• Loss of the public’s trust

Is the public going to look favorably upon your office after this? Will they want to reelect somebody who failed to notice fraud in their own team? Will the average voter realize that you weren’t the fraudster? Or will they hear “fraud” or “corruption” in the same sentence as your name and draw their own conclusions? Even if corruption doesn’t occur and you just have to restate your financials, it can still harm public perception of the department and hurt the career of the person who’s responsible.

Luckily, there are ways to dramatically reduce your risk, without necessarily expanding your team or your budget (although that would certainly make it easier). When our team is engaged to improve segregation of duties — an issue that’s usually uncovered as part of a risk assessment (which you should be doing annually) — there are three steps we typically take:

1. Review your current staffing models to align staff to the correct responsibilities.

Say you have a two-person team, but only one person knows how make journal entries. We can train the second person what they need to know to properly segregate duties. We can also look for other opportunities to segregate duties that you may not have noticed, like collecting and depositing cash.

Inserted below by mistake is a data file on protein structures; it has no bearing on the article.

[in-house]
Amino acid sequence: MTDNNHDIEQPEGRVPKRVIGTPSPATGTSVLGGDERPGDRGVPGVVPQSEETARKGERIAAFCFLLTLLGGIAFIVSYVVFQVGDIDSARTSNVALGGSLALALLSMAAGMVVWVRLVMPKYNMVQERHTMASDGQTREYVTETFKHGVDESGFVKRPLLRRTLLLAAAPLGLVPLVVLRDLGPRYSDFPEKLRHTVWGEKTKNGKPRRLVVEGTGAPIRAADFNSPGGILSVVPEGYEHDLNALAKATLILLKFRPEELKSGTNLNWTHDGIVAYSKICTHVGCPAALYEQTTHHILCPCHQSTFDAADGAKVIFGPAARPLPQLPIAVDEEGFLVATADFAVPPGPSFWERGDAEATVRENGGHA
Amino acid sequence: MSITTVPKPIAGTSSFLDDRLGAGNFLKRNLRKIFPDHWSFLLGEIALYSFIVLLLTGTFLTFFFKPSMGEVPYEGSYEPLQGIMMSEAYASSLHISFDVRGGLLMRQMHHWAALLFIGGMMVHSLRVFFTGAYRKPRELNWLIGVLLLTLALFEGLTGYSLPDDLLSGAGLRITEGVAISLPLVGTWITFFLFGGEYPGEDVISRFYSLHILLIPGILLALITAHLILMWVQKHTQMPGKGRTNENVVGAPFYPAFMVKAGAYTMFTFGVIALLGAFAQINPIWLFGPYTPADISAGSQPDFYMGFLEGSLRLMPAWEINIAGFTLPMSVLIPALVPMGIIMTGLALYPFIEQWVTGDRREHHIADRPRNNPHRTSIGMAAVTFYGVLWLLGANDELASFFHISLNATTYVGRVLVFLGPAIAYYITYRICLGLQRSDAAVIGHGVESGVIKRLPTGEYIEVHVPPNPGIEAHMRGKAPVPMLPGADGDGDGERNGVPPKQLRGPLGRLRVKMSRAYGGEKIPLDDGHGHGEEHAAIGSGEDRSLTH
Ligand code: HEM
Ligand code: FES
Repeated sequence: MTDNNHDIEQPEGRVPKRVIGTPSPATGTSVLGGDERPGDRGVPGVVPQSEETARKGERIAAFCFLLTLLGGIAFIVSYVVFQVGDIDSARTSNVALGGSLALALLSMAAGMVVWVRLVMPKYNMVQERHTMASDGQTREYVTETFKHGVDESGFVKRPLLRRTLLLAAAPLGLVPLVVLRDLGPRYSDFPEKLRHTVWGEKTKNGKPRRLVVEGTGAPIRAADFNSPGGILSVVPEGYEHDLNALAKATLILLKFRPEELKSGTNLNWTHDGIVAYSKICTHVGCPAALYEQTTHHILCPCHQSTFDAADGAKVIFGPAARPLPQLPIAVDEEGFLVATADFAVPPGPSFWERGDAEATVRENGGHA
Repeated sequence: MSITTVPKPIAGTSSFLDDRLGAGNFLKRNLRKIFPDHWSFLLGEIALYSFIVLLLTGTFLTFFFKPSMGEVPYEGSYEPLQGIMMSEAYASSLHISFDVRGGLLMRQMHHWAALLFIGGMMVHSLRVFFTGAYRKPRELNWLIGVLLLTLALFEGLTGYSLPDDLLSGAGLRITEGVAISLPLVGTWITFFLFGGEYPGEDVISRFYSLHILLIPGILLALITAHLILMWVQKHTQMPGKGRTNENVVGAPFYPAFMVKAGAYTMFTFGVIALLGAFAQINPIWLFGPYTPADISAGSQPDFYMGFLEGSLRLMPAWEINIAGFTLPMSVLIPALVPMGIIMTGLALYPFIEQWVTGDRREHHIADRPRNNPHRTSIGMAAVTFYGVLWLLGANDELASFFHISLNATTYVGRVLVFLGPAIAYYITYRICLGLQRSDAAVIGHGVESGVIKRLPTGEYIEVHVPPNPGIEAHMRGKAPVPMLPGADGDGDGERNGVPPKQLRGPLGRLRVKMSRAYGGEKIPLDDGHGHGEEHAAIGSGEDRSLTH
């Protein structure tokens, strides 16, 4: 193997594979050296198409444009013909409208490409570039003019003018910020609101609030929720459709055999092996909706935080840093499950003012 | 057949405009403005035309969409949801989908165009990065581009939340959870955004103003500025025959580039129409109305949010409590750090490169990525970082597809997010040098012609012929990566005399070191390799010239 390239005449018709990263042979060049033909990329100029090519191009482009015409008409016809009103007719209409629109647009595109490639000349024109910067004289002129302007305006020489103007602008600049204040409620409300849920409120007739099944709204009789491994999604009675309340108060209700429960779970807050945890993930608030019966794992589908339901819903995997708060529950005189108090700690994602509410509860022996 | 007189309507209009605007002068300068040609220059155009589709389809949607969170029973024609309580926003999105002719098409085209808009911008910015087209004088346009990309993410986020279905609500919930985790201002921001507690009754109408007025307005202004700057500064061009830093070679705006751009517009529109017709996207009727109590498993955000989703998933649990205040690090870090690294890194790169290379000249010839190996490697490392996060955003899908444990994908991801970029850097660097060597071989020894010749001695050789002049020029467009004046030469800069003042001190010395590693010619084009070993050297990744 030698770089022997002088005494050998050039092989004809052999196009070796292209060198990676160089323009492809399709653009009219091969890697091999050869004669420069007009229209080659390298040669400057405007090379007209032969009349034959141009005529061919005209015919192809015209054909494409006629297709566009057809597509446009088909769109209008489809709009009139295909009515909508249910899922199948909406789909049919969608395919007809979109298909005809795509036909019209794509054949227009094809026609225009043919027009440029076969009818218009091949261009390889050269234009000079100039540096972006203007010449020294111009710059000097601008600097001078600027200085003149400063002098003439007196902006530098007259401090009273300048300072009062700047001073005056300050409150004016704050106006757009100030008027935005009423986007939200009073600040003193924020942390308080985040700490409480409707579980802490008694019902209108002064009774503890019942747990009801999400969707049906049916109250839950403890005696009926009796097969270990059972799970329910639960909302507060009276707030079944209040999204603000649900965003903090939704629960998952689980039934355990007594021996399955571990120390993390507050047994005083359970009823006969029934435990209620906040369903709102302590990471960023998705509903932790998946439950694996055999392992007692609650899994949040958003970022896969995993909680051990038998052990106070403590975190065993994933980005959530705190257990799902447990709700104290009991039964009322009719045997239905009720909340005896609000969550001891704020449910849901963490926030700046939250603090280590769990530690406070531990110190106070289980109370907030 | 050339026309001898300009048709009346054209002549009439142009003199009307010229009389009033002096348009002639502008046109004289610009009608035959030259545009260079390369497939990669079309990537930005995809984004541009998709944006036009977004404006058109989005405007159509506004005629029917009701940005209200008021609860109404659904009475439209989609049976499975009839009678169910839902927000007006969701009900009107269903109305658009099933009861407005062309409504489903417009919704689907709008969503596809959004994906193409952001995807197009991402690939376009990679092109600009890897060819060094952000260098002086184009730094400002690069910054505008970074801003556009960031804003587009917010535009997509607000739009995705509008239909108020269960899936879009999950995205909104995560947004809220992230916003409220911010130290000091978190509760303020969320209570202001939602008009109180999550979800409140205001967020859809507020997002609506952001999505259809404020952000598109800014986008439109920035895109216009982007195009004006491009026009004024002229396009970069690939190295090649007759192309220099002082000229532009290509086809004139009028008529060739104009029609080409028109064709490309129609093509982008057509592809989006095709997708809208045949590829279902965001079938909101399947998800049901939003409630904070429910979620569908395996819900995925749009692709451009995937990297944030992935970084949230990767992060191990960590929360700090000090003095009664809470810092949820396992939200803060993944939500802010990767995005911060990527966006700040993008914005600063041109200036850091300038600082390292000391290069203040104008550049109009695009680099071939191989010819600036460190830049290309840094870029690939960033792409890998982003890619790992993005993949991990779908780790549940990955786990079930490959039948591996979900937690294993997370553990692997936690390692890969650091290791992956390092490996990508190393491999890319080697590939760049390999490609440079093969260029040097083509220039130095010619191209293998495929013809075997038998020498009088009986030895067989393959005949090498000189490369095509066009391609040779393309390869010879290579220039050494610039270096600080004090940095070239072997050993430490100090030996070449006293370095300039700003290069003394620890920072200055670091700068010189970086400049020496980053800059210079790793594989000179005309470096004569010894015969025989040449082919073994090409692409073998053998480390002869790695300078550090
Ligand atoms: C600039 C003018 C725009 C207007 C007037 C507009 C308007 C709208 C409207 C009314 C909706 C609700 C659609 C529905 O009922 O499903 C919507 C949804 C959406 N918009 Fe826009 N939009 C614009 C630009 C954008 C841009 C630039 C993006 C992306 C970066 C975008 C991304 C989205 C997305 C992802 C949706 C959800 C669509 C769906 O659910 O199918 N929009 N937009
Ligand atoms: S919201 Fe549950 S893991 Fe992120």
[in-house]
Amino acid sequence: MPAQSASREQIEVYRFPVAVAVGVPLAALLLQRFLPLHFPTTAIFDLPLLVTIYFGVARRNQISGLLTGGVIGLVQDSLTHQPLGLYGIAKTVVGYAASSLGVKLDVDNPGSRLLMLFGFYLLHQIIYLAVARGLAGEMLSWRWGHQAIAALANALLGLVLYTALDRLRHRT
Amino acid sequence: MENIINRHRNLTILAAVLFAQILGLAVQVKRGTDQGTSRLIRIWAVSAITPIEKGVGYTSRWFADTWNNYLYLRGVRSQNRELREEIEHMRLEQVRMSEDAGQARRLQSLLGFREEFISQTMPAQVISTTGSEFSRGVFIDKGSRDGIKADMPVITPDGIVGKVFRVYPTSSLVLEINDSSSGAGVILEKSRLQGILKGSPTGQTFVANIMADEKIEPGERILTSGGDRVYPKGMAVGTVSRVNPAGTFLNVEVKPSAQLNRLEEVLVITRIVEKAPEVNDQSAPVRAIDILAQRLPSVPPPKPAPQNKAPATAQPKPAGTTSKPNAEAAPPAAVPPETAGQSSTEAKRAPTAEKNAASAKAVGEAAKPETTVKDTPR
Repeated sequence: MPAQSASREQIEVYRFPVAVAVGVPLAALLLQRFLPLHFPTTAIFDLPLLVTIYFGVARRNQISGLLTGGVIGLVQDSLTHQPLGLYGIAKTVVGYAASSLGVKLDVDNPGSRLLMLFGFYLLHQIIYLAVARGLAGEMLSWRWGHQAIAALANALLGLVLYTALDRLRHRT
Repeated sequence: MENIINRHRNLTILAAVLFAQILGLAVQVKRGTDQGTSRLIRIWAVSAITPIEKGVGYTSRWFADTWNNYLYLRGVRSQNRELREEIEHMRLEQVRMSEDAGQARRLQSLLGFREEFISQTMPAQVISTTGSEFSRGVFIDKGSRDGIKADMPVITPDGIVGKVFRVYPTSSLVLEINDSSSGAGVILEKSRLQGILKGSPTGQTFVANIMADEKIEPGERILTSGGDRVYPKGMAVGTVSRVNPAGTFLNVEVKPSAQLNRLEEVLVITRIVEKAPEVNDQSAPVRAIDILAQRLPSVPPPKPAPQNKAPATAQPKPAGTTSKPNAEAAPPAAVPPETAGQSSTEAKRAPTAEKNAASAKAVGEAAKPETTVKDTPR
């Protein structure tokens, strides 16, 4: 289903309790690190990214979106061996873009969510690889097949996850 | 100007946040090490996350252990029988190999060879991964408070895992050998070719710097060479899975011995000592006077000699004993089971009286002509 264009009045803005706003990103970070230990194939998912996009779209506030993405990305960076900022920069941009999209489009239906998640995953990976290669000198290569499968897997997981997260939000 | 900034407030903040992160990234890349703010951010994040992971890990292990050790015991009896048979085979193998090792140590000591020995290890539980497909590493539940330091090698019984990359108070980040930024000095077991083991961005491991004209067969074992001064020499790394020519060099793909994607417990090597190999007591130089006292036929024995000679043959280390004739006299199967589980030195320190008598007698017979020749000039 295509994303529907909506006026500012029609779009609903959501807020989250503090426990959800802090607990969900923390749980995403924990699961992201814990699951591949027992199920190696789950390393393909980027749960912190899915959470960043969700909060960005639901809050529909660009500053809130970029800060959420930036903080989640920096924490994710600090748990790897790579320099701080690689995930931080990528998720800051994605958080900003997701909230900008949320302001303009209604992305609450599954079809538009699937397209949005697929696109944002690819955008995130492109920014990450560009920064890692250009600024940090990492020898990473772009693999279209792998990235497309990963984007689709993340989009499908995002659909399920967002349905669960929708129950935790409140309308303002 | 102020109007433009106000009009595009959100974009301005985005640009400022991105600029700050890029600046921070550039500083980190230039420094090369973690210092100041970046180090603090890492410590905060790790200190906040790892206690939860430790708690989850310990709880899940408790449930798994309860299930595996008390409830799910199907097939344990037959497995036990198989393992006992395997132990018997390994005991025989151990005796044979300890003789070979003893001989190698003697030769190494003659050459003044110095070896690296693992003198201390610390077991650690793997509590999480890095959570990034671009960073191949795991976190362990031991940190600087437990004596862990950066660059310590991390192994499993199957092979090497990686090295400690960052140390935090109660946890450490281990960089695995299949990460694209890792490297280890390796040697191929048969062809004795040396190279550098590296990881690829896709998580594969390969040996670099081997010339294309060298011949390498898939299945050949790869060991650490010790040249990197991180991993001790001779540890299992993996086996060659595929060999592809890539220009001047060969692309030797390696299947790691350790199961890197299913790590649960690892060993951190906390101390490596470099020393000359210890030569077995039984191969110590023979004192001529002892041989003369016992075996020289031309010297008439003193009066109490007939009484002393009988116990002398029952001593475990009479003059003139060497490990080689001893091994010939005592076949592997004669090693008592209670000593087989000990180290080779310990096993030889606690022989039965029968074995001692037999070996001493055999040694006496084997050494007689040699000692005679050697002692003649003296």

2. Review your user access to analyze potential conflicts.

Putting restrictions on what certain staff members can access in your ERP system is a simple way to segregate duties. A municipal client of ours once had a retiring staff member point out that their unrestricted access to the technology system meant they could have been stealing from the city for years, and that they ought to fix it before she leaves. You may not be as lucky as that client, so having a third party examine where you need to place restrictions will minimize your risk.

3. Review your internal controls and current processes to recommend solutions.

Effective internal controls are critical to preventing fraud and ensuring accurate financial reporting. However, controls that can be circumvented and overridden may as well not exist at all. Mapping out the current processes, as well as the related controls can help identify any potential SOD issues. A thorough internal control review can also provide process improvement recommendations and identify unmitigated risks or control gaps.

There are ways to dramatically reduce your risk without expanding your team or your budget. 

Of course, every organization is unique and will need different solutions when it comes to the segregation of duties. But, the point is that there are cost-effective ways to shield your organization from SOD risk. Your reputation, your ability to serve your constituents, and your department’s ability to operate efficiently are at stake, so don’t ignore this issue. Next time you conduct your annual risk assessment, ask for a review of your segregation of duties. You might be surprised by what’s uncovered.